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Macon v. City of Asbury Park

UNITED STATES DISTRICT COURT FOR THE DISTRICT OF NEW JERSEY


April 24, 2008

SEAN MONTENIQUE MACON, PLAINTIFF,
v.
CITY OF ASBURY PARK, ET AL., DEFENDANTS.

The opinion of the court was delivered by: Mary L. Cooper United States District Judge

MEMORANDUM OPINION

THE MAGISTRATE JUDGE, by order entered December 27, 2007, setting forth a schedule for the prosecution of this action ("First Order") (dkt. entry no. 9); and the Court mailing a copy of the First Order to the plaintiff at the address provided by the plaintiff, who was a pro se prisoner housed in Bayside State Prison (see dkt. entry no. 9, Notice of Mailing); and the copy of the First Order being returned to the Court on January 7, 2008, by the United States Postal Service as undeliverable, and marked with the notations "Refused", "Return To Sender", and "No Longer Housed At Bayside" (dkt. entry no. 10); and

THE MAGISTRATE JUDGE, on January 15, 2008, ordering the plaintiff to show cause why the complaint should not be dismissed for his failure to comply with Local Civil Rule 10.1(a), which states that (1) unrepresented parties must advise the Court of any change in their address within five days of such a change, and (2) the Court may impose sanctions for failure to file a notice of address change ("Second Order") (dkt. entry no. 11); and the Court mailing a copy of the Second Order to the plaintiff at (1) the address provided by the plaintiff, and (2) a possible forwarding address (see dkt. entry no. 11, Notice of Mailing); and the copy of the Second Order being returned to the Court on February 1, 2008, by the United States Postal Service as undeliverable (dkt. entry no. 12); and

THE MAGISTRATE JUDGE issuing, sua sponte, a Report and Recommendation ("Report"), entered February 19, 2008 (dkt. entry no. 13, Rep. & Rec.); and the Report stating that the defendants submitted a letter to the Magistrate Judge's Chambers arguing that they have had no further contact with the plaintiff (id. at 1); and the Magistrate Judge:

finding that Fed.R.Civ.P. 37(b)(2)(C) authorizes the Court to dismiss an action as a result of a party's failure to obey an order entered under Rule 26(f); and the Court further finding that dismissal of an action pursuant to Rule 37(b)(2) is a matter entrusted to the discretion of the trial court (Curtis T. Bedwell and Sons, Inc. v. Int'l Fid. Ins. Co., 843 F.2d 683, 691 (3d Cir. 1988)); and the Court finding that although a "Rule 37(b)(2)(C) dismissal is a serious sanction, [i]n certain cases, it is a necessary tool to punish parties who fail to comply with the discovery process and to deter future abuses (Hicks v. Feeney, 850 F.2d 152, 156 (3d Cir. 1988)); and the Court finding that when determining whether dismissal is appropriate under Fed.R.Civ.P. 37(b)(2)(C), the test outlined in Poulis v. State Farm Fire and Cas. Co., 747 F.2d 863, 868 (3d Cir. 1988), is to be applied (see Anchorage Assoc. v. V.I. Bd. of Tax Review, 922 F.2d 168 (3d Cir. 1990) (holding that a Court may consider the Poulis factors when determining a motion to dismiss pursuant to Fed.R.Civ.P. 37(b)(2)(C))); and the Court finding that under Poulis, the Court must weigh (1) the extent of a party's responsibility, (2) the prejudice to the adversary caused by the party's actions or inactions, (3) a history of dilatoriness, (4) whether the conduct of the party was willful or in bad faith, (5) the effectiveness of sanctions other than dismissal, and (6) the merit of the claim or defense (Poulis, 747 F.2d at 868); but the Court noting that while all factors must be considered, not all "need be met for a district court to find dismissal is warranted" (Hicks v. Feeney, 850 F.2d at 156); and the Court further finding that Plaintiff is solely responsible for his failure to provide even the most basic information to the Court or counsel; and the Court further finding that Defendants have been prejudiced by Plaintiffs inactivity, insofar as they have been heretofore required to search out Plaintiff; and the Court further finding that Plaintiff's behavior in prosecuting his case not only evinces a history of dilatoriness, but also that to the extent the instant case [has been] delayed, the delay is purely the result of Plaintiff's inaction; and the Court further finding that although it is unable to assert that Plaintiff's inaction has been a result of bad faith, it is clear that his failure to participate in his case is at least knowing, if not willful; and the Court further finding that although dismissal as a sanction should be one of last resort, no lesser alternative exists, based on Plaintiff's demonstrated lack of interest in proceeding at all; and the Court further finding that even if it concluded that Plaintiff's allegations as proffered in the Complaint would support recovery if established at trial (see Poulis, 747 F.2d at 870), the other factors outlined in Poulis weigh heavily in favor of dismissal;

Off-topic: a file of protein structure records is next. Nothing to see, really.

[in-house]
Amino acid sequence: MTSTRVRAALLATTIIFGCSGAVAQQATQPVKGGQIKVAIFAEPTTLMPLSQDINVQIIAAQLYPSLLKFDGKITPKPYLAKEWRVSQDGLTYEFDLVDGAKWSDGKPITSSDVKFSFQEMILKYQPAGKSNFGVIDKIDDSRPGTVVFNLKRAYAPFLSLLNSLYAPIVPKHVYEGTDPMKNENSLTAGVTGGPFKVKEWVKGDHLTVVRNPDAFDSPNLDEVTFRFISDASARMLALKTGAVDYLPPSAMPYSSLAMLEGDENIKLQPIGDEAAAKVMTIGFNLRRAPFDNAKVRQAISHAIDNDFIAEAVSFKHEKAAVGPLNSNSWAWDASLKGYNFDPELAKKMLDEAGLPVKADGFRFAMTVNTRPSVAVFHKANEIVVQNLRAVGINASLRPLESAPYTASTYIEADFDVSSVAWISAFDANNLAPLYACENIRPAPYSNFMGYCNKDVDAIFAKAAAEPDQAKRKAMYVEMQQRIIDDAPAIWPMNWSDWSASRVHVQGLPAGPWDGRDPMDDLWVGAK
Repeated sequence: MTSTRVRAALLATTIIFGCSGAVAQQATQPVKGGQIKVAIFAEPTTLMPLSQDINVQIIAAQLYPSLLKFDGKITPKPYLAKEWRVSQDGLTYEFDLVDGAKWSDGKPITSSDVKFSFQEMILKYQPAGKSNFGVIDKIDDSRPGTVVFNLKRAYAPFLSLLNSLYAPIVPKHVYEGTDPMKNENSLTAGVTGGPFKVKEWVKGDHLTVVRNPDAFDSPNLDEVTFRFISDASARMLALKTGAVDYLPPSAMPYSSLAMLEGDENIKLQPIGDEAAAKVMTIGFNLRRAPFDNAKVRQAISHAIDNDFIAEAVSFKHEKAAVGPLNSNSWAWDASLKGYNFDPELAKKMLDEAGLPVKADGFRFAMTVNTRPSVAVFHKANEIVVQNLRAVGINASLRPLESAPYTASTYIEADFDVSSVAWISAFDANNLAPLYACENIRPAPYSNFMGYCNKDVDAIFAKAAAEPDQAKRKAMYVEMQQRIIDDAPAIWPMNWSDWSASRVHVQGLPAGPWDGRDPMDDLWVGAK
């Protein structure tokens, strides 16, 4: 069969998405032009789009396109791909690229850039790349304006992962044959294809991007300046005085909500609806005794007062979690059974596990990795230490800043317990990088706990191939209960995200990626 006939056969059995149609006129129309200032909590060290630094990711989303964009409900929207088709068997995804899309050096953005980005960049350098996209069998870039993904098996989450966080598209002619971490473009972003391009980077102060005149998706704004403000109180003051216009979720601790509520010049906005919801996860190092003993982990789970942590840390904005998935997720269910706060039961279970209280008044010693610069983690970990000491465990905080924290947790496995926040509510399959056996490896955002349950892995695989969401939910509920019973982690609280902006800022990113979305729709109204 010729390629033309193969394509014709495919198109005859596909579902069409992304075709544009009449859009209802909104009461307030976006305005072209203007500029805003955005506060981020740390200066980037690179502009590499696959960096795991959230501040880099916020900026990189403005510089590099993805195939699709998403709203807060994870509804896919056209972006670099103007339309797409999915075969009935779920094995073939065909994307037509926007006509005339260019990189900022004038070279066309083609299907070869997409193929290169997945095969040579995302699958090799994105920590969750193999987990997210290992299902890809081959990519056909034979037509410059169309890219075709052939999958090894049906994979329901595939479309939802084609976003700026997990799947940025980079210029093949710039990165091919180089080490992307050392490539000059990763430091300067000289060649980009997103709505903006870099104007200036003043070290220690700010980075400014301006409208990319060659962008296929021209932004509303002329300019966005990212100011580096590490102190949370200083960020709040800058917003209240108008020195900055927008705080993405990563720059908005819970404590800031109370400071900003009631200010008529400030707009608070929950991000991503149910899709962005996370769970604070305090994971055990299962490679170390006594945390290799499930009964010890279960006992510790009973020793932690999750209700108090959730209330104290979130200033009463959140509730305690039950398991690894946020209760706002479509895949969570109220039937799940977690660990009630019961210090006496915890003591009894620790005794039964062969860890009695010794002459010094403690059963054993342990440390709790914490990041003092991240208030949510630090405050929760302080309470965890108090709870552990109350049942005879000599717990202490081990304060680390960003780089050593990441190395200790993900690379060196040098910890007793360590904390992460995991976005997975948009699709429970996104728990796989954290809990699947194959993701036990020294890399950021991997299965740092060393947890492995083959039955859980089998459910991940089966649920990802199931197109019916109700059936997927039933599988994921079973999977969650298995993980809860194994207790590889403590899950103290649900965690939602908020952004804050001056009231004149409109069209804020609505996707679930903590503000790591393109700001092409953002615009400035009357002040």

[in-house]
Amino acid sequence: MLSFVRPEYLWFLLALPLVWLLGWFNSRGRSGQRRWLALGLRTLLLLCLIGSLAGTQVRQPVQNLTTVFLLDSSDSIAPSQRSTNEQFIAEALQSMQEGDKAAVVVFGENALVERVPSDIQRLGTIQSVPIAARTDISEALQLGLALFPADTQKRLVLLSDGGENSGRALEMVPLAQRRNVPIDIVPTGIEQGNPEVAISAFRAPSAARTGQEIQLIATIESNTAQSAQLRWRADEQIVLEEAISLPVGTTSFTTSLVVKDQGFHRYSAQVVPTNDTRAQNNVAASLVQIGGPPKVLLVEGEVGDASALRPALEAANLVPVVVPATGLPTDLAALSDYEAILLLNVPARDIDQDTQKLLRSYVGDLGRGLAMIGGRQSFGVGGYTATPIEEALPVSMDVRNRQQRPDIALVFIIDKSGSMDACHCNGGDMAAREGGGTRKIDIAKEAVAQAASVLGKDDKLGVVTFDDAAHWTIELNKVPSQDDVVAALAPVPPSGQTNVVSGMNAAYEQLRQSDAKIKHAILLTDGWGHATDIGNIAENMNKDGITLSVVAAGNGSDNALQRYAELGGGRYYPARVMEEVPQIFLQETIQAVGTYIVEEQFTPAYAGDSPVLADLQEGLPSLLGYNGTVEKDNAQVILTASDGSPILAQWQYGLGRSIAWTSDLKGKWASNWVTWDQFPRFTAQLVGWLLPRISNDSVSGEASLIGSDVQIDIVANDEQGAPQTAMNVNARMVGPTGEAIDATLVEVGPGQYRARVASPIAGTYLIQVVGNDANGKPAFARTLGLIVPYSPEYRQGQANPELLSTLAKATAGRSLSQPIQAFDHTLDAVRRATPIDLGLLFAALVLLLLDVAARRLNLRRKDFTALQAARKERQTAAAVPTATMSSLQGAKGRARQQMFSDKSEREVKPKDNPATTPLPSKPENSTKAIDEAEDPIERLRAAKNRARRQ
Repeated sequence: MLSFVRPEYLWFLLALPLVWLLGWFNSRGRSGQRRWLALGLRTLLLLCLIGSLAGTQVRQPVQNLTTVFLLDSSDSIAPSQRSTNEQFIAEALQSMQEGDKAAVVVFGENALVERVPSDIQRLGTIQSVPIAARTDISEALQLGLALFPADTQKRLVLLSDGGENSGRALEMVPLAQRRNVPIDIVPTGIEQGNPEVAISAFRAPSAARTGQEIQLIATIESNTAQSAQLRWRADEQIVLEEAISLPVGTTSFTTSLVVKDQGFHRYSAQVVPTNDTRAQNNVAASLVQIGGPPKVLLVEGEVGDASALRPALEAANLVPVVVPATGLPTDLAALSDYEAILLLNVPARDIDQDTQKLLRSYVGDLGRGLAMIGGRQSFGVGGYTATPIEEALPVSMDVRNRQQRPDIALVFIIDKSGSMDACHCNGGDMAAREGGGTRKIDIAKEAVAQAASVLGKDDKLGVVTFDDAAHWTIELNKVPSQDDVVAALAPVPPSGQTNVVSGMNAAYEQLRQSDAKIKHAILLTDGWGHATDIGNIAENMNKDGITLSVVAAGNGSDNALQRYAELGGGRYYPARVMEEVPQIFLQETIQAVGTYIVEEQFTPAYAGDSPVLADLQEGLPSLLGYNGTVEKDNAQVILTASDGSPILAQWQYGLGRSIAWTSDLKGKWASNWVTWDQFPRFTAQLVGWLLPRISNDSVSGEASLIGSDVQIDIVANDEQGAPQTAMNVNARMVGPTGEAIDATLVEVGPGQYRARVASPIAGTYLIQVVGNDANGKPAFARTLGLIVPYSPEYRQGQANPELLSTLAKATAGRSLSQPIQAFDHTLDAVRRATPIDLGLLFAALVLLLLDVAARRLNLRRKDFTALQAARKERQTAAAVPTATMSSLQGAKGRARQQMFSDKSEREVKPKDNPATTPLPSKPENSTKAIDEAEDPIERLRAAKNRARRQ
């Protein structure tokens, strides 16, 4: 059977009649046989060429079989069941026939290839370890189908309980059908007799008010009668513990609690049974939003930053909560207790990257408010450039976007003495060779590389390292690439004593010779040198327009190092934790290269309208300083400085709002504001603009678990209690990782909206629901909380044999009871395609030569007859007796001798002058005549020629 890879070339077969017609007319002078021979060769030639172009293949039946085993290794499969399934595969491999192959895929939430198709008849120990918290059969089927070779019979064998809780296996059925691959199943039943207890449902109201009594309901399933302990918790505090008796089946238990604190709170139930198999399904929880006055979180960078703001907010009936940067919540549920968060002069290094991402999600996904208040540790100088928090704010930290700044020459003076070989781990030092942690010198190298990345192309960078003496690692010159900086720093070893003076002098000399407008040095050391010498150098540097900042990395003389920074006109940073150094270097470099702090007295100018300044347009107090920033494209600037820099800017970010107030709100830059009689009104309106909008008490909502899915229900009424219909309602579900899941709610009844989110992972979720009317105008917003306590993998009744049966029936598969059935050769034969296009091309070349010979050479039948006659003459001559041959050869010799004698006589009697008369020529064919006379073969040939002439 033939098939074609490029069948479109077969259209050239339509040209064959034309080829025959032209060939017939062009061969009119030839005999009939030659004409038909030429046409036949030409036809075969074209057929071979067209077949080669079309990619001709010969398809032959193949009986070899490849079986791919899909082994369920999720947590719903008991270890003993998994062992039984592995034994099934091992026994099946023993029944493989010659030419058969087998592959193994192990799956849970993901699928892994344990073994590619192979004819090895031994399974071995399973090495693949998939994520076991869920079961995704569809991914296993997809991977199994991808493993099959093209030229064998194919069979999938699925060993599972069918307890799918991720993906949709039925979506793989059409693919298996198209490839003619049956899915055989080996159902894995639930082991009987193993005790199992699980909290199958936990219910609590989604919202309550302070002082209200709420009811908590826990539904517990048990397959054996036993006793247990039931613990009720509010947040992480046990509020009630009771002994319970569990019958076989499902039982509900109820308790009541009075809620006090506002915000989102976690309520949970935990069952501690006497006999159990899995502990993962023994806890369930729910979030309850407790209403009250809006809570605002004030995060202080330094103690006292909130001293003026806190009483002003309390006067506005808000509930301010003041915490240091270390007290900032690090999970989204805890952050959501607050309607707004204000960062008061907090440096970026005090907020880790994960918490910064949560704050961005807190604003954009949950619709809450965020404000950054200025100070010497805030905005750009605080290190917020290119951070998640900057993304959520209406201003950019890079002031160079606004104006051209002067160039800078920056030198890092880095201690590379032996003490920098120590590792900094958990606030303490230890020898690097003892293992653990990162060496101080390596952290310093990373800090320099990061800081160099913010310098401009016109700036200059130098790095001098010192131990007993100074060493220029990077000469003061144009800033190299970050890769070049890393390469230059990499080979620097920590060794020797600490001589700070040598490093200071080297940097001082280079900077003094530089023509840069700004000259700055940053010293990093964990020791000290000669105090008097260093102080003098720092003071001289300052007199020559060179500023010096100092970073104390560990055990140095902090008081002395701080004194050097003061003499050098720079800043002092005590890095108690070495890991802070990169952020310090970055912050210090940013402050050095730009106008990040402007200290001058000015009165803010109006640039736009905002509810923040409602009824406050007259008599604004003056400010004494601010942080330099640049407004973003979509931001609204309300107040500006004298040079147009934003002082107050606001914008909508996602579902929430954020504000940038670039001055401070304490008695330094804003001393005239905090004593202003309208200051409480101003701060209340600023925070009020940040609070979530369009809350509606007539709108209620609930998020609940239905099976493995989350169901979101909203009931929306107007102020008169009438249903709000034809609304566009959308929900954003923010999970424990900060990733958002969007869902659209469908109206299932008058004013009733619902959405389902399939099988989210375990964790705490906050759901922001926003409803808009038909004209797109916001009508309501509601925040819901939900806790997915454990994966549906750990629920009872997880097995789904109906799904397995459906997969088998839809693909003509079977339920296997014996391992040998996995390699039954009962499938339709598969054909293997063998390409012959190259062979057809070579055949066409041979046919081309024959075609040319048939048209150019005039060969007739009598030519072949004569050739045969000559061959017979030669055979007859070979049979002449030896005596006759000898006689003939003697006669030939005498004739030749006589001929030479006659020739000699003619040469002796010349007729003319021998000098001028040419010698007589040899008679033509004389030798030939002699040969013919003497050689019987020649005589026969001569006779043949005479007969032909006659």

(Rep. & Rec., at 1-3); and the Magistrate Judge recommending that the complaint be dismissed for the plaintiff's failure to prosecute the matter or comply with Court rules (id. at 3); and

THE COURT mailing a copy of the Report to two of the plaintiff's addresses (id.); and it appearing that the Report was delivered and received at one of those addresses on or about February 22, 2008 (dkt. entry no. 15, Return Receipt); and it appearing that more than two months have lapsed since the Magistrate Judge issued the Report; and the plaintiff still failing to contact the Court; and

THE COURT thus intending to (1) adopt the Report as the Court's opinion, and (2) dismiss the complaint for the plaintiff's failure to abide by Federal Rule of Civil Procedure 37(b) and Local Civil Rule 10.1(a); and for good cause appearing, the Court will issue an appropriate order and judgment.*fn1


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